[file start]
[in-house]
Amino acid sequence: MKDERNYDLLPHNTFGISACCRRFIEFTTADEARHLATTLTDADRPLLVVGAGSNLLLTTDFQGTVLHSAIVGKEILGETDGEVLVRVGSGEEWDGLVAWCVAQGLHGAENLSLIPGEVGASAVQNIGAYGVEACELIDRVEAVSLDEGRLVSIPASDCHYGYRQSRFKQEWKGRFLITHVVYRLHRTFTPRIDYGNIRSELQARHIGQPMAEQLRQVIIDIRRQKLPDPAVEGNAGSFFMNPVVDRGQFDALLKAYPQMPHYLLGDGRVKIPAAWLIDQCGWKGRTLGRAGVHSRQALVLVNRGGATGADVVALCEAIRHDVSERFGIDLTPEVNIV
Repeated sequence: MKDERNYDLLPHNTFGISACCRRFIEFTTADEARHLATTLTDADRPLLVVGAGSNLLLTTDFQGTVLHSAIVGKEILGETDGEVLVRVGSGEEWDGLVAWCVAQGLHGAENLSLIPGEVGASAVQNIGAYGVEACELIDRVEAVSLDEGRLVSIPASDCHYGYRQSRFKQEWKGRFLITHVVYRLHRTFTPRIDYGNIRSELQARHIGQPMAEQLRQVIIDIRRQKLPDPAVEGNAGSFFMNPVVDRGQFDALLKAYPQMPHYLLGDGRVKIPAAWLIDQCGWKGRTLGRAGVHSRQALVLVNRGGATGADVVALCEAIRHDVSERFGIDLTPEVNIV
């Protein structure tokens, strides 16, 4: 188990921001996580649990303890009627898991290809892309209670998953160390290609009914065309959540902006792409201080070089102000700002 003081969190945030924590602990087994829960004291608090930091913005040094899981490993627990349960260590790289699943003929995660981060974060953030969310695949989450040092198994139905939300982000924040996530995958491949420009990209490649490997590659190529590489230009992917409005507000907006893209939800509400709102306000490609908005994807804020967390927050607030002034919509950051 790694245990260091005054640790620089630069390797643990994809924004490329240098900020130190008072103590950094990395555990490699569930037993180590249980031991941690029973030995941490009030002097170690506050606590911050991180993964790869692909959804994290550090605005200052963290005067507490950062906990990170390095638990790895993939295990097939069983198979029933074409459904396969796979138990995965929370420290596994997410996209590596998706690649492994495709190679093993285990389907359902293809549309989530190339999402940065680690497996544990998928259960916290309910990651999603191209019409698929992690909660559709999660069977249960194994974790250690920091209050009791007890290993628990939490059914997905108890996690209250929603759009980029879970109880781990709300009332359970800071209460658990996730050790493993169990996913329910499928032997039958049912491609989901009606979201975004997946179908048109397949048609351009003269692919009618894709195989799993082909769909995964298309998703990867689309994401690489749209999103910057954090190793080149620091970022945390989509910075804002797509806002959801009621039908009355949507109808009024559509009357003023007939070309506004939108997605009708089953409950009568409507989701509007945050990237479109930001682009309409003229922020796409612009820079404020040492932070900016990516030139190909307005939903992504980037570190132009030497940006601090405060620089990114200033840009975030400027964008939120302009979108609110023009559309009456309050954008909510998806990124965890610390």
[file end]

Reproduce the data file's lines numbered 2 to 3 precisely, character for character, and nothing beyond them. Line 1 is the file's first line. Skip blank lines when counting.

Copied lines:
Amino acid sequence: MKDERNYDLLPHNTFGISACCRRFIEFTTADEARHLATTLTDADRPLLVVGAGSNLLLTTDFQGTVLHSAIVGKEILGETDGEVLVRVGSGEEWDGLVAWCVAQGLHGAENLSLIPGEVGASAVQNIGAYGVEACELIDRVEAVSLDEGRLVSIPASDCHYGYRQSRFKQEWKGRFLITHVVYRLHRTFTPRIDYGNIRSELQARHIGQPMAEQLRQVIIDIRRQKLPDPAVEGNAGSFFMNPVVDRGQFDALLKAYPQMPHYLLGDGRVKIPAAWLIDQCGWKGRTLGRAGVHSRQALVLVNRGGATGADVVALCEAIRHDVSERFGIDLTPEVNIV
Repeated sequence: MKDERNYDLLPHNTFGISACCRRFIEFTTADEARHLATTLTDADRPLLVVGAGSNLLLTTDFQGTVLHSAIVGKEILGETDGEVLVRVGSGEEWDGLVAWCVAQGLHGAENLSLIPGEVGASAVQNIGAYGVEACELIDRVEAVSLDEGRLVSIPASDCHYGYRQSRFKQEWKGRFLITHVVYRLHRTFTPRIDYGNIRSELQARHIGQPMAEQLRQVIIDIRRQKLPDPAVEGNAGSFFMNPVVDRGQFDALLKAYPQMPHYLLGDGRVKIPAAWLIDQCGWKGRTLGRAGVHSRQALVLVNRGGATGADVVALCEAIRHDVSERFGIDLTPEVNIV